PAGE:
Fractional share ownership has received some media attention and people may be curious about what it is.
A fractional share allows you to purchase a piece, or a fraction, of a share. What you’ll pay is proportional to the size of the share you buy.
With fractional share ownership you could own a piece of a high-profile company that has expensive stock prices. That means you could diversify your portfolio while keeping your investment budget on track.
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Fractional share ownership pricing
Let’s say there’s a big company you are really excited about. The company’s stock is trading at $1,000 per share. That’s more than you are willing to invest, but you could invest $250 which would buy you one quarter of a share.
Some online brokerage platforms allow you to enter the amount of money you wish to invest in a fractional share. Then the platform tells you what size of a share your investment buys.
Technological advances make it possible for you to purchase a very small fraction of a share.
Buying and selling fractional shares
When you trade a fractional share, it is different than a traditional stock trade, in the price as well as how it is traded.
For regular stocks, you buy or sell a share or shares at a price that reflects market conditions at the time of your trade. And you can buy or sell anytime while the markets are open.
Fractional shares can work in different ways. One example in Canada involves the broker determining when a fractional buy or sell order is sent to market. A broker bundles, or aggregates, orders to buy and sell fractional shares throughout the day. Then the broker executes these bundled orders at one time during the day. The execution price depends on the time when the broker trades the stock.
Keep tabs on stocks by learning how to monitor stock performance.
What fractional share ownership could provide
Fractional ownership could provide you with the chance to be part of a fast-growing company or sector while allowing you limit how much you invest in any one company or stock.
You may earn dividends that are paid in proportion to the size of the fractional share you own.
But fractional share ownership does not give you the full benefits of regular stock ownership. For example, you may not have voting rights. In many arrangements, only whole share owners have voting rights.
Your fractional share ownership arrangement is with your broker, and you can’t move your fractional stock whenever you want to another broker.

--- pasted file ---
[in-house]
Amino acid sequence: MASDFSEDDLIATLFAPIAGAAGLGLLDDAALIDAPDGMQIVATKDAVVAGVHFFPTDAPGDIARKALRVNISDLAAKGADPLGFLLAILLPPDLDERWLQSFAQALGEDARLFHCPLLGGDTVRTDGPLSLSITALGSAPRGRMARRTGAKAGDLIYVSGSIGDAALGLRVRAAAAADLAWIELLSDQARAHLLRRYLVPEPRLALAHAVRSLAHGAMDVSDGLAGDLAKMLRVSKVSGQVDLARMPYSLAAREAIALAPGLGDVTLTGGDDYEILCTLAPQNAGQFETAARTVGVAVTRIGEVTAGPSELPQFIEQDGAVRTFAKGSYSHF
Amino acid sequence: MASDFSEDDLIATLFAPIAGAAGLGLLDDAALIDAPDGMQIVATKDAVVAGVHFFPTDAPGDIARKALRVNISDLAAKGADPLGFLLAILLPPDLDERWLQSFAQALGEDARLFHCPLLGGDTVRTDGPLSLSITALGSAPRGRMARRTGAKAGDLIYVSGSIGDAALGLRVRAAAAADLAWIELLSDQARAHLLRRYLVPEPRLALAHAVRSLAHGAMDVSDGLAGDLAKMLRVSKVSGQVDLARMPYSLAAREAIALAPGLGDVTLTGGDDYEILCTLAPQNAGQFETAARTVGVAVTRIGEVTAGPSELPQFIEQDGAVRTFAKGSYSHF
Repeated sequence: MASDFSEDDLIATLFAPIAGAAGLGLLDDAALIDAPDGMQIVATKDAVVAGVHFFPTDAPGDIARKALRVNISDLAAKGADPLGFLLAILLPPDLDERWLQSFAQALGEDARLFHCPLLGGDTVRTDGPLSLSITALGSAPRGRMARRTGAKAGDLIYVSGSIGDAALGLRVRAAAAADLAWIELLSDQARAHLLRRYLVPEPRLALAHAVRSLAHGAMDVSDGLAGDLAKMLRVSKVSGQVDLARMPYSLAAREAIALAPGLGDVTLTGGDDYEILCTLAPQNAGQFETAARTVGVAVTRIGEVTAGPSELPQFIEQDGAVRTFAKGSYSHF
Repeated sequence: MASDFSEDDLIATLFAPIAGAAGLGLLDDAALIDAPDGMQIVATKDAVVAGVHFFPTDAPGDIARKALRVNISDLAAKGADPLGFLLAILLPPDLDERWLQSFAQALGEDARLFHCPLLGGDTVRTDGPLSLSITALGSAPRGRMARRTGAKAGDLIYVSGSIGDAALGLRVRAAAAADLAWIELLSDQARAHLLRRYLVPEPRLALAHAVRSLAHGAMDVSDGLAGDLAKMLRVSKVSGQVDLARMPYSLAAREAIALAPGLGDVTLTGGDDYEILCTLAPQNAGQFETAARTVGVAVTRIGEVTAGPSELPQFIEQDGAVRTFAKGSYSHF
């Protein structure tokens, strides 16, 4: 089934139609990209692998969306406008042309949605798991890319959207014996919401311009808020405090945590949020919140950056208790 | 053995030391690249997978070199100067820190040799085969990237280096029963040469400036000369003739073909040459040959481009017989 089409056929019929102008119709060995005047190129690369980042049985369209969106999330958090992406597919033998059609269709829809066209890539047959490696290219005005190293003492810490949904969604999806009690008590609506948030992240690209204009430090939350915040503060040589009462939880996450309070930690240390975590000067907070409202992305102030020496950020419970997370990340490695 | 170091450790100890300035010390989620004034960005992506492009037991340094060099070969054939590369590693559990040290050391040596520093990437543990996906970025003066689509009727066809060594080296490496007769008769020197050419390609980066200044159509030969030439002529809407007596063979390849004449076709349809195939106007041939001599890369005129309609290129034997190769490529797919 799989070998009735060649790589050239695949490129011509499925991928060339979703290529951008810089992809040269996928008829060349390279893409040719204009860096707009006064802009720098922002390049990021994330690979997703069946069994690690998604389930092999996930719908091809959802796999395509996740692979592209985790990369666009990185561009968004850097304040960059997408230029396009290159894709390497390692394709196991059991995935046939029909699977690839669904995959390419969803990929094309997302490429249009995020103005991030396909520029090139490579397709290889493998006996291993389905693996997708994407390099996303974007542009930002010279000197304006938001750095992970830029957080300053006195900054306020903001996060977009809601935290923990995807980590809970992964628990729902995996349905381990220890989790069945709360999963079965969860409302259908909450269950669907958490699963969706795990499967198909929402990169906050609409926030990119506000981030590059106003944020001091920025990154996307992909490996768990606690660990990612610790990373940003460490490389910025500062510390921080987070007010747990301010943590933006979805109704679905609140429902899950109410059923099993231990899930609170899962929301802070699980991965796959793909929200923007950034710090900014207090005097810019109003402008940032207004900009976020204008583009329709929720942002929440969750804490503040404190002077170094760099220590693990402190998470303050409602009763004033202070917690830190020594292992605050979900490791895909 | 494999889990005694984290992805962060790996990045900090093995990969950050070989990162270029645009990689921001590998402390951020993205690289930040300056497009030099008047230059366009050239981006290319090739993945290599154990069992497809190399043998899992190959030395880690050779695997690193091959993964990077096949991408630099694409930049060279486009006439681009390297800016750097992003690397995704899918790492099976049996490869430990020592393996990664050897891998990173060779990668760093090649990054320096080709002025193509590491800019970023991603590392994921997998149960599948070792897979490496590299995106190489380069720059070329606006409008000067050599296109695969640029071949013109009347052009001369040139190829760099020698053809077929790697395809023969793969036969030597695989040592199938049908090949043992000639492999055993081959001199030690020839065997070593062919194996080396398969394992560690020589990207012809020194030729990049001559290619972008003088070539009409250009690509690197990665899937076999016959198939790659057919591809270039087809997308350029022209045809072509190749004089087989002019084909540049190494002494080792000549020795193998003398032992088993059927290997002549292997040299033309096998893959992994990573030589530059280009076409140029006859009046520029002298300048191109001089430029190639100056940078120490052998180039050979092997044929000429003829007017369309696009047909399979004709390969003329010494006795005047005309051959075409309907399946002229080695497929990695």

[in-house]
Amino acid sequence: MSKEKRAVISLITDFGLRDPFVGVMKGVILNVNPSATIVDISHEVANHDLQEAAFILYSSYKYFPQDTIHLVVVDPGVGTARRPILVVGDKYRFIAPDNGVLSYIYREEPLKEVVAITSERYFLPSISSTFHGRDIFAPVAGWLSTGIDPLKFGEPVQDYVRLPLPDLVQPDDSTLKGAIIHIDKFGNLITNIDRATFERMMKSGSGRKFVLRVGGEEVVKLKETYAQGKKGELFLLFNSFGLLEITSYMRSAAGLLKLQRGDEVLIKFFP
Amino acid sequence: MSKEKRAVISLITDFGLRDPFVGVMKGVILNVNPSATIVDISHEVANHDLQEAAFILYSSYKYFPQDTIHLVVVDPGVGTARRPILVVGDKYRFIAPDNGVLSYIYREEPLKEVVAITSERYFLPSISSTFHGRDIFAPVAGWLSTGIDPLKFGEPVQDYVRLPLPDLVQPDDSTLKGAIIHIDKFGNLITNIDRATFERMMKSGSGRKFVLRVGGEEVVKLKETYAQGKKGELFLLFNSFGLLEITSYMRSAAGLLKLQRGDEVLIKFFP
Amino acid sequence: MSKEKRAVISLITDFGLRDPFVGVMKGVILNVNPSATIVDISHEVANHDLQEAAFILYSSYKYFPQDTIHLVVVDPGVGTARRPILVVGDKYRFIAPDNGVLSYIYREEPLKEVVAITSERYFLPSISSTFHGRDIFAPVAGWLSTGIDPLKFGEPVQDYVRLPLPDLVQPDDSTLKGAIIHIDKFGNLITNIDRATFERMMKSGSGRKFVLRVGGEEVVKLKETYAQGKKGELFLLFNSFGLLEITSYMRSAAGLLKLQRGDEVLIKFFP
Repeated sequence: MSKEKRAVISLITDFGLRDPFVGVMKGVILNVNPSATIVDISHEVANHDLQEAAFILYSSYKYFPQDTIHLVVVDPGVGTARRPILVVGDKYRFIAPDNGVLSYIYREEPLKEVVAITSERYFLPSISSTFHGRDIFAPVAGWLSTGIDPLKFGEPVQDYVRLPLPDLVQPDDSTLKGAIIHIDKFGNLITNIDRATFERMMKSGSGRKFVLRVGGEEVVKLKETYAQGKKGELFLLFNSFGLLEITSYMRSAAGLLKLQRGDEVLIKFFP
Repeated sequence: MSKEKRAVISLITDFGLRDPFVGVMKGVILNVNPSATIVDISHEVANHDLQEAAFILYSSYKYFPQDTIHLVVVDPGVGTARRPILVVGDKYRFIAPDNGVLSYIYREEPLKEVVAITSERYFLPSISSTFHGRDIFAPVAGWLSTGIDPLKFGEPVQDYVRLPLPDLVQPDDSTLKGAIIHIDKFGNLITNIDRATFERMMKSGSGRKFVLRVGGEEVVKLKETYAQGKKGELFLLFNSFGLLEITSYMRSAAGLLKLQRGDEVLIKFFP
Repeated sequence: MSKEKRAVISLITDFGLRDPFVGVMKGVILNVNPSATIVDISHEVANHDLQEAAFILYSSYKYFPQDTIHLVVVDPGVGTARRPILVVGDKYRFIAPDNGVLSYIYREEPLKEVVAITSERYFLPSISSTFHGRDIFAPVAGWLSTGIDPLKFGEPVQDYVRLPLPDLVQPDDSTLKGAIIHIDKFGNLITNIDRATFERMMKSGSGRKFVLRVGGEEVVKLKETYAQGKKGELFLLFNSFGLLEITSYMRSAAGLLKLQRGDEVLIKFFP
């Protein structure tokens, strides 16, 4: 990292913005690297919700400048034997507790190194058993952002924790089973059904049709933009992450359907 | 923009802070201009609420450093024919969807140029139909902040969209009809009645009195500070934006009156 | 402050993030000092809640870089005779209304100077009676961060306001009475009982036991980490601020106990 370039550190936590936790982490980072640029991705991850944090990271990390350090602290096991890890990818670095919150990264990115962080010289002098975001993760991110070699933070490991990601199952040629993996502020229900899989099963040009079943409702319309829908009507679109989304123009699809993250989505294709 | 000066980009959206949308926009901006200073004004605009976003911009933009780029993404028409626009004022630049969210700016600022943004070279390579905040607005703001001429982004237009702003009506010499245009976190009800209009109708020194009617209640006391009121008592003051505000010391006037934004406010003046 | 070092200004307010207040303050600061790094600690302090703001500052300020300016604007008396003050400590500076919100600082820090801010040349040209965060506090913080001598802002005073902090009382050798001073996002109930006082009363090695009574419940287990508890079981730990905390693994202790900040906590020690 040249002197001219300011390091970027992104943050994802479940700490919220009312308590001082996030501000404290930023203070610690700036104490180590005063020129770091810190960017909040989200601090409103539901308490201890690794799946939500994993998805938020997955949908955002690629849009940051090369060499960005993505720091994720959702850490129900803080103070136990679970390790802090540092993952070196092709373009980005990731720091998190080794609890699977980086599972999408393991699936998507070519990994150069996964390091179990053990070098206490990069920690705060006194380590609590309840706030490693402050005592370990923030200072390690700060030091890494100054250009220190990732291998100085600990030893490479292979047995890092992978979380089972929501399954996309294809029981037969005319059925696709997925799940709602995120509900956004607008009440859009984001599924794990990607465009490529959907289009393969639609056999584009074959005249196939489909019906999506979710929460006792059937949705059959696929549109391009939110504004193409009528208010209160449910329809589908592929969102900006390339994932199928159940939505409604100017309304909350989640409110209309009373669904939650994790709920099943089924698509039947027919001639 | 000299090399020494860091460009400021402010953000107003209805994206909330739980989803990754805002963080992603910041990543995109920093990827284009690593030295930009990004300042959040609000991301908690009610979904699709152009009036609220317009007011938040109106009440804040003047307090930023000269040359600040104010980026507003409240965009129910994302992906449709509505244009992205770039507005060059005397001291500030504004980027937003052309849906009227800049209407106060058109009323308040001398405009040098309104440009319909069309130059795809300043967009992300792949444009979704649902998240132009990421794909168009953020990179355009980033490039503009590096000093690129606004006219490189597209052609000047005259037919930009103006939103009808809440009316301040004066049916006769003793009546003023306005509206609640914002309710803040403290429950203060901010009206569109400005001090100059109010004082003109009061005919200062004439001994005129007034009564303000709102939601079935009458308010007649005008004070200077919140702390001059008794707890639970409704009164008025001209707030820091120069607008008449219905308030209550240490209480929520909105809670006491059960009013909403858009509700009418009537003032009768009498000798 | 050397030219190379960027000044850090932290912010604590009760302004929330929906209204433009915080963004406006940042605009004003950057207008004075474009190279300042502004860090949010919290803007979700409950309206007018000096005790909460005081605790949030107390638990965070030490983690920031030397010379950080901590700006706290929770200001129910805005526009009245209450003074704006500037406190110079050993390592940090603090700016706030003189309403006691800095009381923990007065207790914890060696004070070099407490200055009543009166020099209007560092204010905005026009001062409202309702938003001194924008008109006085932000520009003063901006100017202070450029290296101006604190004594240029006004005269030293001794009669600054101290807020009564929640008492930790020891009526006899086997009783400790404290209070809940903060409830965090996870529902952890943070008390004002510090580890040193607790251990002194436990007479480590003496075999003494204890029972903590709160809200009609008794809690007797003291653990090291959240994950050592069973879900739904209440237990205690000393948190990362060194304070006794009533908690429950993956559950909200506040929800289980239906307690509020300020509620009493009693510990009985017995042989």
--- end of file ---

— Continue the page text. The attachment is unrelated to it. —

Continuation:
One example of full share compared to fractional ownership
|Regular full share ownership|
Fractional share ownership
|You pay the money to buy a share or shares.||You enter the dollar amount on a digital platform of how much you are willing to spend and that determines the size, or fraction, of the share you own.|
|You can buy or sell while the markets are open.||Your broker takes your request to buy or sell your fractional share and determines when the order is sent to market.|
|Your cost to buy or sell your shares, is based on the market price at the time you are conducting the transaction.||The execution price, to buy or sell, depends on the time when the broker trades the stock.|
This may happen once a day.
|You have voting rights.||You may not have voting rights.|
|You may receive dividends based on the number of shares you own.||You may be paid dividends in proportion to the size of the fractional share you own. There may be other implications relating to other corporate actions (e.g., stock splits).|
|You can switch brokers.||You cannot move your fractional share to another broker. If you move your account to another dealer, you will have to sell any holdings of fractional shares.|
What to consider before you buy a fractional share
If you’re interested in a buying a fractional share, you may want to review your finances and determine how much money you can afford to invest.
Remember, there is no guarantee of growing your investment, even with fractional ownership of a share in a big company’s stock. Just because a stock has performed well, it does not mean it will continue to do the same in the future.
You will also want to look at any costs associated with opening an account and whether there is a cost for making trades.